For PERFECT-1, Wang focused on the 16 patients with isolated penile-artery stenosis, a number trimmed down to 12 after four patients failed on the basis of angiographic criteria. Technical success with balloon angioplasty in the remaining 12 was 100% in the 14 vessels treated. Percent lesion stenosis improved from a mean of 80% preprocedure to 12% immediately postintervention. At one month and three months, clinical success (defined as change in International Index of Erectile Function [IIEF-5] score of four or more points) was seen in a total of 83% and 58% of patients, respectively. No patients experienced worsening ED over the study follow-up, and no adverse events occurred.

"As far as I know, this is the first report of using balloon angioplasty for the penile artery, and that's probably because of the advances we've seen with the instruments we use," Wang commented. "They are getting smaller and smaller. We now have a 1.0-mm balloon we can use, and that's quite convenient [in this setting]."

Next Up: Drug-Eluting Balloons in the Penis?

Wang acknowledges the limitations to his study, including the small numbers, the lack of a control group, no objective assessment of penile blood flow using Doppler ultrasound or fractional flow reserve (FFR), etc. He also admitted there are clear signs of waning clinical efficacy over time.

"There are still a lot of barriers to cross, because we do see some restenosis, and even though our initial success at three months is pretty good, we did have some patients who did not respond."

His hope is that penile-artery stenosis may be a new frontier, not for DES, which may be too large to be useful in the penile arteries, but for drug-eluting balloons, which currently do not come in small enough sizes to be tested in this setting.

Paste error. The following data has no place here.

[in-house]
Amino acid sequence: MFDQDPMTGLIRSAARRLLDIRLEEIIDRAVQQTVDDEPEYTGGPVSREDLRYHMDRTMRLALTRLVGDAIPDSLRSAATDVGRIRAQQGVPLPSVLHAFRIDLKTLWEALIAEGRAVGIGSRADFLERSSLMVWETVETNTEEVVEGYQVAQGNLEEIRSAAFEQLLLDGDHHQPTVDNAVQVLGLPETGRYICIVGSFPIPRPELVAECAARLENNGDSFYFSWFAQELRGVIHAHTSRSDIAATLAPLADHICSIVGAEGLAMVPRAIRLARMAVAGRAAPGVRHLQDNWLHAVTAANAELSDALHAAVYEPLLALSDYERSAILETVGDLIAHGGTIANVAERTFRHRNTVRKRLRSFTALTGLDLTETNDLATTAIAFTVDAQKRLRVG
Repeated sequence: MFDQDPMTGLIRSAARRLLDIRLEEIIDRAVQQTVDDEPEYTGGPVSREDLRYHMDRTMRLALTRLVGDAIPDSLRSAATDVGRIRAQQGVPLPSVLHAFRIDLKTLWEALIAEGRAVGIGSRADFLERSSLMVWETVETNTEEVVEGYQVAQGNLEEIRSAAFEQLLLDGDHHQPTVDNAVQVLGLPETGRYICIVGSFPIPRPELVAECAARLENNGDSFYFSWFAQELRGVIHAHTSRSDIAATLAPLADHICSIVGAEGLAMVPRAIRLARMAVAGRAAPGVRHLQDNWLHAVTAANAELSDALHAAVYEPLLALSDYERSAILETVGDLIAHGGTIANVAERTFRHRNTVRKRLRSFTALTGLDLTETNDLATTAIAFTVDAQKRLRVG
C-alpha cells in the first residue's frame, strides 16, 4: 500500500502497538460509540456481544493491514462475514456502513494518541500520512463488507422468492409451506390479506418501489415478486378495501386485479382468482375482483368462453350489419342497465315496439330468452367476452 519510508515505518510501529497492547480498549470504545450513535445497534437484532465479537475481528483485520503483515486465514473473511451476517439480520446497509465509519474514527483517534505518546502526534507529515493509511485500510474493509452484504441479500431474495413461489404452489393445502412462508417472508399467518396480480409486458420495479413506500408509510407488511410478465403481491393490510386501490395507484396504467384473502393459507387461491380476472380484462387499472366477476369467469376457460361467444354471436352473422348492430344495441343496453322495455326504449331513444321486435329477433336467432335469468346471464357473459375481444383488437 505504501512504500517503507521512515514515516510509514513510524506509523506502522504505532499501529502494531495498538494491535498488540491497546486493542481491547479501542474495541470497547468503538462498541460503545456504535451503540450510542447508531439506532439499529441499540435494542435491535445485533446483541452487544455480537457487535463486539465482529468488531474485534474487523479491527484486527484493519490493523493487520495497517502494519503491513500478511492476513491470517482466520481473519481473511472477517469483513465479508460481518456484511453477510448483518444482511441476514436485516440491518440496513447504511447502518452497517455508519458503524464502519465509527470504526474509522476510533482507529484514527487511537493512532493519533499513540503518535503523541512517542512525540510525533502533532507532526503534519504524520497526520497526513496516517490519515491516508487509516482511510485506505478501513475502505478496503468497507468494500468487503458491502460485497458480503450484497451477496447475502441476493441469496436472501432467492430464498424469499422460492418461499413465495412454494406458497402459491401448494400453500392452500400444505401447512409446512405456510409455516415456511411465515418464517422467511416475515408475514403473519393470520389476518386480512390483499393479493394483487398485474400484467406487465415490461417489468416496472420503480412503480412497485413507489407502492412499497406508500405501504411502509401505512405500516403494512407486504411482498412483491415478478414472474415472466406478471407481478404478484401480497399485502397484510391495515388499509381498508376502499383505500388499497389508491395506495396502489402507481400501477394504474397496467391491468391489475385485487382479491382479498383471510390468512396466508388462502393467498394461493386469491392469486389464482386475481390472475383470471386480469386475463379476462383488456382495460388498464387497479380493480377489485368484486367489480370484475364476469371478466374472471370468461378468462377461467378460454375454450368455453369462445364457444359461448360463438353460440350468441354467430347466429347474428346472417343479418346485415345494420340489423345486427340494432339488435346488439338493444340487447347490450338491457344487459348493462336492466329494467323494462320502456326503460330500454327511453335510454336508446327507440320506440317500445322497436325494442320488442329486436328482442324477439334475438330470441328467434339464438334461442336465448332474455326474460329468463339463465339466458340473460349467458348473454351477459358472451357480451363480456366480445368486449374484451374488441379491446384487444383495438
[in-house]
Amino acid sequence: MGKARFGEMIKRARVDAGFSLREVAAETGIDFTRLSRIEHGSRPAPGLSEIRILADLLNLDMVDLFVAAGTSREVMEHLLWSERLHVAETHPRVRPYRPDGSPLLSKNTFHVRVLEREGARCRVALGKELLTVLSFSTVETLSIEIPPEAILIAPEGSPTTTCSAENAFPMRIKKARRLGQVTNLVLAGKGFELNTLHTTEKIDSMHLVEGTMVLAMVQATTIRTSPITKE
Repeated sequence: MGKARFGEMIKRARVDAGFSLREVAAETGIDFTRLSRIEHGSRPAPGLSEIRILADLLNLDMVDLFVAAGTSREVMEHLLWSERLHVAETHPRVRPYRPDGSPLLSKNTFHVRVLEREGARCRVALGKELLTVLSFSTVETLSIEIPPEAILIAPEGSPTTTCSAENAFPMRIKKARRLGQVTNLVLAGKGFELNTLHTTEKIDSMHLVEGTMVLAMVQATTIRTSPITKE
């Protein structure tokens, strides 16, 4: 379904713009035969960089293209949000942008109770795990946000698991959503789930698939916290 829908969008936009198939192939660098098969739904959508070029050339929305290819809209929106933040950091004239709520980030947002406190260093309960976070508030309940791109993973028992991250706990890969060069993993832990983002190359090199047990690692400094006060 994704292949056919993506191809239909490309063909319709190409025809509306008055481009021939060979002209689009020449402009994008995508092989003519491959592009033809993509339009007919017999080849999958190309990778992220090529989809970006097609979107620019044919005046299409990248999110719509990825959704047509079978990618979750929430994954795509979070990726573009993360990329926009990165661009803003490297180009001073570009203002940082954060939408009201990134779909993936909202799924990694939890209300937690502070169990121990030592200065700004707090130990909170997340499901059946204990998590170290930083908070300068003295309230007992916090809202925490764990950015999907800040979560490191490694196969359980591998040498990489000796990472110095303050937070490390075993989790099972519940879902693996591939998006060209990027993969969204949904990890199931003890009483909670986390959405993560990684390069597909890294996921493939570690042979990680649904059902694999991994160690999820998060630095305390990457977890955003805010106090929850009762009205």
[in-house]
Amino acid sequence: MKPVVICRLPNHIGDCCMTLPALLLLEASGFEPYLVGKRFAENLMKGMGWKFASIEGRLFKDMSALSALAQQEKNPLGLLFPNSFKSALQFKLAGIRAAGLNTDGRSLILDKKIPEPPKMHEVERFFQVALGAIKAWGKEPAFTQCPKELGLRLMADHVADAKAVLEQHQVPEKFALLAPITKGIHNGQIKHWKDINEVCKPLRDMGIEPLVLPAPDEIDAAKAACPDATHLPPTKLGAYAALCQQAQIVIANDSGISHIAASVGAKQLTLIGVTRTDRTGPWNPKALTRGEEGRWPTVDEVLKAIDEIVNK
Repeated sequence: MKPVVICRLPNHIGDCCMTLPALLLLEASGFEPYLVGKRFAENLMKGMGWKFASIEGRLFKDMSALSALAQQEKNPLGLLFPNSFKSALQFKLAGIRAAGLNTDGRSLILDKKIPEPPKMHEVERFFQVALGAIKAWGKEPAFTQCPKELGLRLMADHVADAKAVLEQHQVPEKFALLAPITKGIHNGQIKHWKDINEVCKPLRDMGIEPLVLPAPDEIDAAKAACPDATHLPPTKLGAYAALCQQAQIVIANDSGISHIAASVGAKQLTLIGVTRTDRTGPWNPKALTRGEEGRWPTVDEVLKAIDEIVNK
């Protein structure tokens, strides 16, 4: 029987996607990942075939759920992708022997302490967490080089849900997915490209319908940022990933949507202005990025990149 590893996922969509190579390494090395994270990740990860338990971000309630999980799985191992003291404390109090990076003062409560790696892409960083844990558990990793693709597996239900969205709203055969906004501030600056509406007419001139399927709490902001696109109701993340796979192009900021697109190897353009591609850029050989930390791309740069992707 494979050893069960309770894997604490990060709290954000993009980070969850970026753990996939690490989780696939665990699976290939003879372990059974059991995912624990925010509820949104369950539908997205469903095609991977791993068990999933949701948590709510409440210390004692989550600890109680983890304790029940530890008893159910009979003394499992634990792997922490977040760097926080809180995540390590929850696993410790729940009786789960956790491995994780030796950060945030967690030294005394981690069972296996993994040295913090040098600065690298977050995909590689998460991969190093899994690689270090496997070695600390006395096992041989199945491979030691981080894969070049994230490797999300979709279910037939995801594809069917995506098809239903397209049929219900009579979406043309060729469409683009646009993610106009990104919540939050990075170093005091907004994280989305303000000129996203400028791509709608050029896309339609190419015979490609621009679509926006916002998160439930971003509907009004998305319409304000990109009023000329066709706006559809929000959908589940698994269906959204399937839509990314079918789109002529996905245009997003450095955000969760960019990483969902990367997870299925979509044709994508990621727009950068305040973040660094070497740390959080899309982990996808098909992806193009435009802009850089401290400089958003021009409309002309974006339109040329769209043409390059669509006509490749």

"Maybe if you write about it, that will happen," he said.

Hurdles Ahead

Commenting on PERFECT 1 for heartwire , Dr David Kandzari (Piedmont Heart Institute, Atlanta, GA) said that while he was "pleased to see someone revisiting" the question of catheter interventions for erectile dysfunction, he predicts angioplasty will face many of the same hurdles faced by ZEN and IMPASSE.

Key among these is the fact that erectile dysfunction has underlying causes "aside from or in addition to sclerotic disease." These include low testosterone, psychological issues, and most important, venous leak. Even if the underlying arterial lesions are corrected, prior trauma to the vasculature or even fibrosis as part of natural aging can leave the veins no longer able to collapse during an erection, causing any increased blood flow to the penis to "leak" back out, he explained.

Angioplasty, in other words, may improve arterial flow without improving ED symptoms.

Rogers, for his part, pointed to PERFECT-1's relatively short-term follow-up and lack of comprehensive screening to rule out other common causes of ED.

"Durability of [percutaneous transluminal angioplasty] PTA in these vessels will be a concern; even with DES in the ZEN trial, the angiographic restenosis rate at six months was 34.4%," he noted. "Erectile dysfunction is a complicated disease state that is between the ears, between the couple, and between the legs. Much more investigation with control groups is needed to adequately further evaluate the effects of this therapy."

Wang had no conflicts of interest. Kandzari has served as an advisor or consultant for Boston Scientific, Medtronic, and Micell Technologies and has received grants for clinical research from Abbott, Boston Scientific, and Medtronic. Rogers has disclosed being a consultant for Volcano, St Jude Medical, Boston Scientific, and Medtronic.